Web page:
Engineered Tumor-Specific T Cells May Help Relapsed Hodgkin Lymphoma Patients

 It may be possible to treat patients with relapsed Hodgkin lymphoma (HL) with a new engineered T-cell approach that is less toxic and does not require pretreatment chemotherapy 

Researchers at Children’s National Health System are reporting in a study published online ahead of print in the Journal of Clinical Oncology that four of seven evaluable patients with active disease achieved clinical responses with tumor-specific T cells that were genetically modified to be rendered resistant to transforming growth factor beta (TGF-β).

Lead author Catherine Bollard, MD, the director of the Children’s Research Institute’s Center for Cancer & Immunology Research at Children’s National Health System in Washington, DC, said TGF-β is a cytokine ubiquitously expressed by most human cancers. This made it an important immune evasion strategy to overcome with a T-cell therapeutic approach. She and her colleagues had previously shown in vitro and in murine models that this approach was safe and effective.

“The study is remarkable for the fact that four of seven patients with relapsed refractory HL had objective clinical responses, including durable complete responses of more than 4 years. In addition, unlike other gene-engineering strategies, there were no toxicities greater than grade 3 observed related to this therapy,” Dr. Bollard told Cancer Network.

In the dose-escalation study, eight patients with Epstein-Barr virus–positive HL received two to 12 doses of between 2 × 107 and 1.5 × 108 cells/m2 of specially engineered T cells. Production of TGF-βin the immediate vicinity of tumors blunts tumor-directed therapies. So, the researchers forced expression of a dominant-negative TGF-β receptor type 2 (DNRII) onto LMP-specific T cells (DNRII-LSTs) that were specially designed to seek out and destroy proteins derived from the Epstein-Barr virus expressed by the tumor cells.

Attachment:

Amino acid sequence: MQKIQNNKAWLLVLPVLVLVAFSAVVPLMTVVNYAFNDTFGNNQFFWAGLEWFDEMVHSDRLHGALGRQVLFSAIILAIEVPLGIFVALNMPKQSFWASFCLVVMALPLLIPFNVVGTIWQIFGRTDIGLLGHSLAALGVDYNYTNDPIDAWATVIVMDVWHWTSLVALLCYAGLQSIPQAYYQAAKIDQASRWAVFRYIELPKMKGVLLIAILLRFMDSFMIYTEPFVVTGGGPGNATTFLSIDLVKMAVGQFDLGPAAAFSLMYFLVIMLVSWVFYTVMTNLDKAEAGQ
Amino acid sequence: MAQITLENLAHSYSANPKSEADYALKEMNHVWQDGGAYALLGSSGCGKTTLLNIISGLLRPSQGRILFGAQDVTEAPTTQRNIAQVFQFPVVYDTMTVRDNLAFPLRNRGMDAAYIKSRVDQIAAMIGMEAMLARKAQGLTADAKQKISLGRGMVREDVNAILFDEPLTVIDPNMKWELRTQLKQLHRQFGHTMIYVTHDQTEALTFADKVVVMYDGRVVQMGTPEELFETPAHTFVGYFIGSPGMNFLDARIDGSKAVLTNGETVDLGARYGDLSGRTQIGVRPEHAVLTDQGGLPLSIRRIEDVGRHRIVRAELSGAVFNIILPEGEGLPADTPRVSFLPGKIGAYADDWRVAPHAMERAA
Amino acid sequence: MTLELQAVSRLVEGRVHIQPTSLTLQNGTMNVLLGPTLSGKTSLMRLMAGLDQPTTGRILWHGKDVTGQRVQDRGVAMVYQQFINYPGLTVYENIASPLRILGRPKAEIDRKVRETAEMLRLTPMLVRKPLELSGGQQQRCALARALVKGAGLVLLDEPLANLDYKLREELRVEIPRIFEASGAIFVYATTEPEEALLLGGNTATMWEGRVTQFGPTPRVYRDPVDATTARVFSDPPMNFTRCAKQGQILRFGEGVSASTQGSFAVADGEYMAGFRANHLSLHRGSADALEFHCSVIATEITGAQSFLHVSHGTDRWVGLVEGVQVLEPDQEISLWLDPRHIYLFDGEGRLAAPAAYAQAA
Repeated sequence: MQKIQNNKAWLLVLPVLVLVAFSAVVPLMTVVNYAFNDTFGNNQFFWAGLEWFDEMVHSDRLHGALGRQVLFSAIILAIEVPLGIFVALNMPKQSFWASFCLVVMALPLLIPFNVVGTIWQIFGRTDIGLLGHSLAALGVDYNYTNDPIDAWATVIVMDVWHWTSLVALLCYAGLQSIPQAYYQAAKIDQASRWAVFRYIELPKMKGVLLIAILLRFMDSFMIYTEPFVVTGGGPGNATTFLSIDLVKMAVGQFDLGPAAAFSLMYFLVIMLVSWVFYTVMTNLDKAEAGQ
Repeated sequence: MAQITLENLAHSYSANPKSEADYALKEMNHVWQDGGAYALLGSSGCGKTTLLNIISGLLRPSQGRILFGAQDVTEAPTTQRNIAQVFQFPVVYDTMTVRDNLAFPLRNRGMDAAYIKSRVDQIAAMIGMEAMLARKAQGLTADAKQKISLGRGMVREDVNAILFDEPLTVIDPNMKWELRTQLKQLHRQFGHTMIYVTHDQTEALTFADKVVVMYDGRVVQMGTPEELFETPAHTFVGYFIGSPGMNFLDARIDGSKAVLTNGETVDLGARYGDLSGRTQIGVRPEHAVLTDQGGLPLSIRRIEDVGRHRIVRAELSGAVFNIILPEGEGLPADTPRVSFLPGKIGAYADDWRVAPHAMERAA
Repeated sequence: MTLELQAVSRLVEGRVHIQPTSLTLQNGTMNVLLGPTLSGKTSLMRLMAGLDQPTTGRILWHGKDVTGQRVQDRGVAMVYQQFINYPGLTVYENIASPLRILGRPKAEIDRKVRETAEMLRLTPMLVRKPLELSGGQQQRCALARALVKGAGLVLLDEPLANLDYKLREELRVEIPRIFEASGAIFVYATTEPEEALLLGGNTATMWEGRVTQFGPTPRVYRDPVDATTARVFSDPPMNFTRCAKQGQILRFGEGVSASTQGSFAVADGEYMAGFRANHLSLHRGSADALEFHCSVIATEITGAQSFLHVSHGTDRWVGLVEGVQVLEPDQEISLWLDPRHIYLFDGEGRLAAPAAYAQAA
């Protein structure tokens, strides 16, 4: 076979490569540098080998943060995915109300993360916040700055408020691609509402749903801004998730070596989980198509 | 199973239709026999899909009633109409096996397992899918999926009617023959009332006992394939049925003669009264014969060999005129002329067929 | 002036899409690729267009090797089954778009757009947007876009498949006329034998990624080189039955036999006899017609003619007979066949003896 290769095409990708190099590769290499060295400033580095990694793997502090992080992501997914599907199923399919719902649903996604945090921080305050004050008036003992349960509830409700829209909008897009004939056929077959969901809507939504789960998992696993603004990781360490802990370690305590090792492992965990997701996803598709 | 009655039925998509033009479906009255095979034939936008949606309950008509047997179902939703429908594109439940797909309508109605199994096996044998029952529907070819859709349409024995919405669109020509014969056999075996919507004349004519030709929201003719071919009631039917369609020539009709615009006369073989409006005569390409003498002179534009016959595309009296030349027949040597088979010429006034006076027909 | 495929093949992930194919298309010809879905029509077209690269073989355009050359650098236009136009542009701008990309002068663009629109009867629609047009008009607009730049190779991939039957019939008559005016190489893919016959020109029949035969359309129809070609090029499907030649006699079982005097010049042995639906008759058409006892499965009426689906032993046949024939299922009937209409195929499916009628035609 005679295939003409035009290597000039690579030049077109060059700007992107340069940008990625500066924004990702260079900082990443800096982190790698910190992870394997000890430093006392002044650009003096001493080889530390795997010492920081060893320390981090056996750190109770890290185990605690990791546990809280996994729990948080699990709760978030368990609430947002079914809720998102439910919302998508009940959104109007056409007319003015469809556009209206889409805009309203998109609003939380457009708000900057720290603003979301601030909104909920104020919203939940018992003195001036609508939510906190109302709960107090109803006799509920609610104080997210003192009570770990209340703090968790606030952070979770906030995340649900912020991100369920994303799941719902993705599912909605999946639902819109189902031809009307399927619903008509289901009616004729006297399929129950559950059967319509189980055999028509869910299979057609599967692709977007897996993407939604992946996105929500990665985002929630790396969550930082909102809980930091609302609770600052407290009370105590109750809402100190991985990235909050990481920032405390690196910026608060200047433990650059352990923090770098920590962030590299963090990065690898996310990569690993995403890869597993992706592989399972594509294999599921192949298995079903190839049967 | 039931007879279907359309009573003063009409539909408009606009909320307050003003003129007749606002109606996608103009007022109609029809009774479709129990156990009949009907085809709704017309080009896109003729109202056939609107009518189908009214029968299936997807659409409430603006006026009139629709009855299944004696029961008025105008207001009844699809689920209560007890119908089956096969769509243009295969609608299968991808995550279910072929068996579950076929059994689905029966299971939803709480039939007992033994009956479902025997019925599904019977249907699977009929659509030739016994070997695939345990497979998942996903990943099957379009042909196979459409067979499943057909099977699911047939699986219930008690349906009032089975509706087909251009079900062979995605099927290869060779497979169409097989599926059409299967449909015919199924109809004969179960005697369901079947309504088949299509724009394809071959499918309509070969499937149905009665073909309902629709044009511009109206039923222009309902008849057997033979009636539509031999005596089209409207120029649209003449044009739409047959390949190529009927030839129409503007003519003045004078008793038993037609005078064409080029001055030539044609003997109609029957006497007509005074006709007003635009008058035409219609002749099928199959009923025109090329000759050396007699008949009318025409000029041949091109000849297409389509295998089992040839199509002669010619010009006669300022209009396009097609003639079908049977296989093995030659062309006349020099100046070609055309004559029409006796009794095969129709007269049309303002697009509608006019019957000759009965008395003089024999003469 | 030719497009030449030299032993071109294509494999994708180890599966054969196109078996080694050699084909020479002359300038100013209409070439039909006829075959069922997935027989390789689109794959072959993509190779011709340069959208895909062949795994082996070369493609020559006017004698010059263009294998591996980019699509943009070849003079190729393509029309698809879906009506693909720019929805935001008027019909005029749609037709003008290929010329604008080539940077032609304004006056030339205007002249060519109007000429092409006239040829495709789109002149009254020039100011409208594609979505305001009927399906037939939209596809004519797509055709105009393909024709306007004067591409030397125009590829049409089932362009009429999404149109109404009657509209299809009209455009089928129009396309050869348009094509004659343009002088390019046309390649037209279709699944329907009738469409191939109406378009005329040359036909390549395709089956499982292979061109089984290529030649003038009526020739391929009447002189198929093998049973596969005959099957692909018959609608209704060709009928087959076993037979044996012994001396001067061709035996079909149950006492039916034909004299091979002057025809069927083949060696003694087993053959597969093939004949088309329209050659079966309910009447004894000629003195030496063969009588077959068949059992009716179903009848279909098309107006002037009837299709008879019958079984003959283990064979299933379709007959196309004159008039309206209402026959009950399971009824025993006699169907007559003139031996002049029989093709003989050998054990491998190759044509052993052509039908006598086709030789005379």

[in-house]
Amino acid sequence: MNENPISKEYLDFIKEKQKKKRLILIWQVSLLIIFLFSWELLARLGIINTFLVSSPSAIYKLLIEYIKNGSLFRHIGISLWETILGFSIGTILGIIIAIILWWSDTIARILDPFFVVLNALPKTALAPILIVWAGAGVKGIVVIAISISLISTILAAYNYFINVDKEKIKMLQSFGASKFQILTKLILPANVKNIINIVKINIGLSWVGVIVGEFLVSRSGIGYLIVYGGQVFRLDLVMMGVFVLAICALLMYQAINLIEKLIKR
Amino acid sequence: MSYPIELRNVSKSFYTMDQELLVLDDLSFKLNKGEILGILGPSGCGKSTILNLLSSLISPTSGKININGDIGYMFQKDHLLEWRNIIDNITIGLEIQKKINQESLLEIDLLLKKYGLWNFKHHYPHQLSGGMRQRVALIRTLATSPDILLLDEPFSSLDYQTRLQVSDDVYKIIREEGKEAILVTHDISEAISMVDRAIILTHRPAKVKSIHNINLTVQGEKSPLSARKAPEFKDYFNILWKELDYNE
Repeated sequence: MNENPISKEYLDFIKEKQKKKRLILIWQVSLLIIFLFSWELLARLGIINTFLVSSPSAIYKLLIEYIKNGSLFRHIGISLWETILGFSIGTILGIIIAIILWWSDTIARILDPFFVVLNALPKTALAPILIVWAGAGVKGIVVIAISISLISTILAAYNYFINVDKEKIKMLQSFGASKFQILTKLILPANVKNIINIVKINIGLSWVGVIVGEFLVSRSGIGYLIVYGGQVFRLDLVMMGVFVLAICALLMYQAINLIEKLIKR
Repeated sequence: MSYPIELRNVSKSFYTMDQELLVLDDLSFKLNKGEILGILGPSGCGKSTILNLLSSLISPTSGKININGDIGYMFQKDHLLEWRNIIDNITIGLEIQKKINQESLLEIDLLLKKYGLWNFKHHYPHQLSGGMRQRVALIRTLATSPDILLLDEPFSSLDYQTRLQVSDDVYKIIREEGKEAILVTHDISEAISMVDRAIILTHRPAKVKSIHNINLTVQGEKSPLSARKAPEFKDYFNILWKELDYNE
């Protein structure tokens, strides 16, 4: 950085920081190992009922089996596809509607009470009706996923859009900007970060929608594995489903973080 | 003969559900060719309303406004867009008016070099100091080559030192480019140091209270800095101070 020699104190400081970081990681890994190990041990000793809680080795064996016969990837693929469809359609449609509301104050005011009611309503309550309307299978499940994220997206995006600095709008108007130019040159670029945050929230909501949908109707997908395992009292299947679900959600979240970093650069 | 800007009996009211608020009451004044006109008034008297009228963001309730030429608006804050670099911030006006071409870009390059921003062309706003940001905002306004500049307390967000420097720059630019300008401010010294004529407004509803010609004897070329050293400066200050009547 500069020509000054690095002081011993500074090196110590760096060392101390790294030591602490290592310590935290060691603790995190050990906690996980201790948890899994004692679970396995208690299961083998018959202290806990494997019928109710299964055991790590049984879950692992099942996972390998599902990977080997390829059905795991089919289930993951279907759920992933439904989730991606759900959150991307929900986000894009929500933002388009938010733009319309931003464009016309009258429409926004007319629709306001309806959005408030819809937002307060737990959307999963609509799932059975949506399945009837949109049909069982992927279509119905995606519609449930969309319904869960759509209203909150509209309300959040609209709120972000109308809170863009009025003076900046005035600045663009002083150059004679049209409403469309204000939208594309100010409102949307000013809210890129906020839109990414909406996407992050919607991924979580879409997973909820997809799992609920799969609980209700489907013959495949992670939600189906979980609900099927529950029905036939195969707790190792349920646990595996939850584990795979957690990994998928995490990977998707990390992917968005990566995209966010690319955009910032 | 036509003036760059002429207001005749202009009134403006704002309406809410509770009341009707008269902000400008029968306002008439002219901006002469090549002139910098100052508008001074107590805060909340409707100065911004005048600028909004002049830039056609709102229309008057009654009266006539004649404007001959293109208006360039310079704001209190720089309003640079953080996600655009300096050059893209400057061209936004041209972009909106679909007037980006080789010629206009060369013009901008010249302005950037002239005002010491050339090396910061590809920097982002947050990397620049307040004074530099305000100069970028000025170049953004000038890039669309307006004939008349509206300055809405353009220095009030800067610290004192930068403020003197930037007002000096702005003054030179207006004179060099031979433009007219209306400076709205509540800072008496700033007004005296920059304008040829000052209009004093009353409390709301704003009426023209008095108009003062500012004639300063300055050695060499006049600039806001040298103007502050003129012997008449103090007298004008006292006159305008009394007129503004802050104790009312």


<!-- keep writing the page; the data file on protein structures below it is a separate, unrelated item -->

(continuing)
The DNRII expressed by the T cells allowed the cells to resist the hostile tumor environment and kill the tumor cells without lymphodepleting chemotherapy before infusion. Seven of the eight patients treated had active disease at the time of T-cell infusion. After infusion, the signal from the genetically modified T cells in the peripheral blood increased up to 100-fold and the DNRII-LSTs persisted for up to 4 years, according to the authors.

The researchers write that expression of DNRII also may be useful for other tumors that exploit this immune evasion mechanism, including melanoma and lung cancer. “We are now exploring this approach for other human cancers known to use TGF-β secretion as a potent immune-evasion strategy,” said Dr. Bollard.